I went to the RHS Tatton Flower Show last year and was really taken by one garden in particular which really captured my imagination. This is that garden:
At the time we knew (well hoped!) we were buying the house we now own and I thought this was such a lovely design that we could use for inspiration for our own garden. There are a few things that I particularly like about it:
- The raised beds are beautiful and the gravel edge next to the paving gives a really polished finish. I’m keen to grow lots of fruit and vegetables so I think a raised bed is a must.
- Adding the mirrors makes the garden look twice as big, and the style of the mirrors gives the illusion that they are windows to a secret garden.
- I love the traditional accents, particularly the potting bench and cold frame, which combined with the brick walls it leads to a really charming space.
So when it came to doing a design for our own garden, these ideas seemed like a good place to start. At this point I should point out I have never designed a garden before. My mum let me have one border as a child which was my ‘smelly garden’ but that is the limit of my gardening design experience, so I need all the inspiration I can get!
Aside from the external ideas there were some other factors to consider within the garden. Our garden isn’t massive but it is bigger than the show garden which gave us some more space to play with.
- I’ve always dreamt of having a greenhouse. We have an existing garden shed which we want to keep, so next to that (which is a space that also benefits from a good amount of sun) seemed like a good position for one.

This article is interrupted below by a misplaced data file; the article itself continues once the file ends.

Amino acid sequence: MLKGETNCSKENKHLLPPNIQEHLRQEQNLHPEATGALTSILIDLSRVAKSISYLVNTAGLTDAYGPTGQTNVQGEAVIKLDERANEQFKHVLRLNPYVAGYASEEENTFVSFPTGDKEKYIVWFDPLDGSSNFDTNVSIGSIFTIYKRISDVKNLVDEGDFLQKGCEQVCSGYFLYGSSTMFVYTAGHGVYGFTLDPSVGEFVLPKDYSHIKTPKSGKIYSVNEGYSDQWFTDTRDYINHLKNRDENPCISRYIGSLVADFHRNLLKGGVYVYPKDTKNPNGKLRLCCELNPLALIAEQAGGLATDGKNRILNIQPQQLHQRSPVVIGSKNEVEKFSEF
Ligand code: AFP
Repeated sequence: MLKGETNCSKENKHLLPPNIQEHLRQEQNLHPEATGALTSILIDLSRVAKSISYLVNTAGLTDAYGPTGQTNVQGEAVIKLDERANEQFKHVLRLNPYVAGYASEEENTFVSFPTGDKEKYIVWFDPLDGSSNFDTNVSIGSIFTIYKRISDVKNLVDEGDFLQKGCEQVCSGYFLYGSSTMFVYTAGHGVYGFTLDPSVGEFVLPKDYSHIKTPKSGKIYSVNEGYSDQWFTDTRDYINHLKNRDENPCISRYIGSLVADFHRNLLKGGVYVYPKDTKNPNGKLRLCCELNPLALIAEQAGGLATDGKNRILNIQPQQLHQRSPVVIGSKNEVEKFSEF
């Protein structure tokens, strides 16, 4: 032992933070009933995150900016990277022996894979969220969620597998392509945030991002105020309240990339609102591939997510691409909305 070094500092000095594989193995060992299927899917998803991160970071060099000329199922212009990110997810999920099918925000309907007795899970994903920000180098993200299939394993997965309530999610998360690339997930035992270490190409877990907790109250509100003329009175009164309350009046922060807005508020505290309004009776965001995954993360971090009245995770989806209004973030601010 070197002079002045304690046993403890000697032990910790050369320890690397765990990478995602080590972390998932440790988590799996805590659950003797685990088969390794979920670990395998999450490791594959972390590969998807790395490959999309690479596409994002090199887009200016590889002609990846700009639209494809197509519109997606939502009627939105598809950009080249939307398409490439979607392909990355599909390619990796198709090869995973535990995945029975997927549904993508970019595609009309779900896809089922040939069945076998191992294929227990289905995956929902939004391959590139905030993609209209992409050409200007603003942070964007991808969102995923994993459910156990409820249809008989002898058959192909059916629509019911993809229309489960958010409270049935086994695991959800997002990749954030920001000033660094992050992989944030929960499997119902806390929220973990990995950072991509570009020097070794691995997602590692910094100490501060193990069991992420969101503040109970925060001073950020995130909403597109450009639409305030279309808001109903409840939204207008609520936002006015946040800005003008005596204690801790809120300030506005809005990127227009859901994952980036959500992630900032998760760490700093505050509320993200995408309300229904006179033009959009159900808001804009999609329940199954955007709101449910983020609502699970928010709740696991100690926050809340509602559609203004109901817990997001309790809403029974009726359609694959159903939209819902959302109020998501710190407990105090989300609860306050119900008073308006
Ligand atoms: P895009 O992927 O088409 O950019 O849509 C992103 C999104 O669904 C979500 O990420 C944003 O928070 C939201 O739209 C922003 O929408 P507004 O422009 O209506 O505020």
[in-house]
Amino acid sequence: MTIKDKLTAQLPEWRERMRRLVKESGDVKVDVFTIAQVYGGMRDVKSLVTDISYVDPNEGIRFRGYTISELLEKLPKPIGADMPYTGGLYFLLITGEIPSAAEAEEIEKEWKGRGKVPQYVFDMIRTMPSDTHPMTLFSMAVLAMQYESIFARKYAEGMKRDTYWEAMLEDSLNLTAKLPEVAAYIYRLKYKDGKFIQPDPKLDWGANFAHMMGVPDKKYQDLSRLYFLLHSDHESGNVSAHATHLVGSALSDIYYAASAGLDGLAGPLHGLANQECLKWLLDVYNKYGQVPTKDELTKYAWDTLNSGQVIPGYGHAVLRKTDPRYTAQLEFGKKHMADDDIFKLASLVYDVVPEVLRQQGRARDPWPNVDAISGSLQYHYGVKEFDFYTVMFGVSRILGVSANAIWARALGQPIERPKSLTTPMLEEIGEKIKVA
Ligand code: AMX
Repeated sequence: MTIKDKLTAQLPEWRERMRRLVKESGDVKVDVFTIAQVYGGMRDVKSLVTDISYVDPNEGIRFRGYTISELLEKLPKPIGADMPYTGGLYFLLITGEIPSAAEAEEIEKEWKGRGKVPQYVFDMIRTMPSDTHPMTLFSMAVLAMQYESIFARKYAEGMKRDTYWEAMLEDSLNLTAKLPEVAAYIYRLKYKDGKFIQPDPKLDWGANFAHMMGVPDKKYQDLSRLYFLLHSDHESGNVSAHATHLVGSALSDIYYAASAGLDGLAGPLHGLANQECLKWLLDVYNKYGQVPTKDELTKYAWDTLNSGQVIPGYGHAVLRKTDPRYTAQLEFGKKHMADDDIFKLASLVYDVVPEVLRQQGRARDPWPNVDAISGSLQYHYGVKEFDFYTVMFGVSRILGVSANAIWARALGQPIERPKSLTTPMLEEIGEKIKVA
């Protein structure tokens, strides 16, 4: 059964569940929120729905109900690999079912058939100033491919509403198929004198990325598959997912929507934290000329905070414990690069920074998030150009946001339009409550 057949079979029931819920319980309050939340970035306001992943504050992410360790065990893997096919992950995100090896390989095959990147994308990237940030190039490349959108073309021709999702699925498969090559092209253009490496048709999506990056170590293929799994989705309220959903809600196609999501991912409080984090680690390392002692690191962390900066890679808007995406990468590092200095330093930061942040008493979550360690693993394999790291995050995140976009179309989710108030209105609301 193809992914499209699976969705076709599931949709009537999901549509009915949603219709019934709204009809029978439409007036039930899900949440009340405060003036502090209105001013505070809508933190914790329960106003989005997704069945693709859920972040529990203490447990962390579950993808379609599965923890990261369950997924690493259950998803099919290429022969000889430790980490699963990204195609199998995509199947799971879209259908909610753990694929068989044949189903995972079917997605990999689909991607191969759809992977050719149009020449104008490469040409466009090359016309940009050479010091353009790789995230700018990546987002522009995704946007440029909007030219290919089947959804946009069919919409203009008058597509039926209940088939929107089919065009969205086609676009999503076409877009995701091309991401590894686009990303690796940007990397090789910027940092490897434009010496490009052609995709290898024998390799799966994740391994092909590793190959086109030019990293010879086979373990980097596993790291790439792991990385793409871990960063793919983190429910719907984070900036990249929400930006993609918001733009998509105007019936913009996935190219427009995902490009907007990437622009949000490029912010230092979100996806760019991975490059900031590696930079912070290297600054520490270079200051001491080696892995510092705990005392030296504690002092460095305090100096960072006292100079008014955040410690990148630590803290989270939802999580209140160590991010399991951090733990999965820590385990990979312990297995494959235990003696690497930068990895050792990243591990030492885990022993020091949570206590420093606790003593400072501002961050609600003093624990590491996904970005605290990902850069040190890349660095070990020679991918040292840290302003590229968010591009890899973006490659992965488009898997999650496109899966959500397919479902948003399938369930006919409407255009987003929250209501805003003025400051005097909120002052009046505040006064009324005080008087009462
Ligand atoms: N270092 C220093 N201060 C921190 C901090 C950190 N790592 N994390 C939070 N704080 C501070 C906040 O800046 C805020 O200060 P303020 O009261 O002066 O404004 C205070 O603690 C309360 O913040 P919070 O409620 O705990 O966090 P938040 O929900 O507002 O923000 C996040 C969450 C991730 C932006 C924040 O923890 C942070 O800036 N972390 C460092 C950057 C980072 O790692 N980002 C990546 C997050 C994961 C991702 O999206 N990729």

- Both myself and Carl would like a lawn to some degree. It doesn’t need to be big, but there is nothing nicer than lying on grass on a lovely sunny day.
- The garden needs to have some floral borders and we’re keen to get as much wildlife into the garden as possible, so want the plants to accommodate bees, birds, other insects and maybe even some pond life.
So with all that in mind, I drew a design! I’m not the best artist (or even an artist at all) but one thing I did make sure was to measure everything accurately. I found on paper the garden was much longer and thinner than I’d thought stood in it, and I know that made a difference to how I laid out the space. This was the design I came up with:
I apologise for the faint pencil! The basic idea was to have two borders edging a lawn that would come together to form an archway with a path running through deep borders. This would open out onto a paved area with raised beds and then the shed and greenhouse would be at the bottom. The shed would be moved forward slightly to allow us to plant a tree behind it, to give us a little more privacy where we are currently slightly overlooked.
But then we changed our minds a bit. The main reason being that the above design is very symmetrical and relied on an old brick bed being taken out. Although this bed is a bit tired, it’s quite charming and it seemed a shame to lose it, so we have now decided to go with a more asymmetrical and curved design that brings the bed in as a feature. In my next post I will go into a bit more detail about the new design and why it seemed the right thing to do.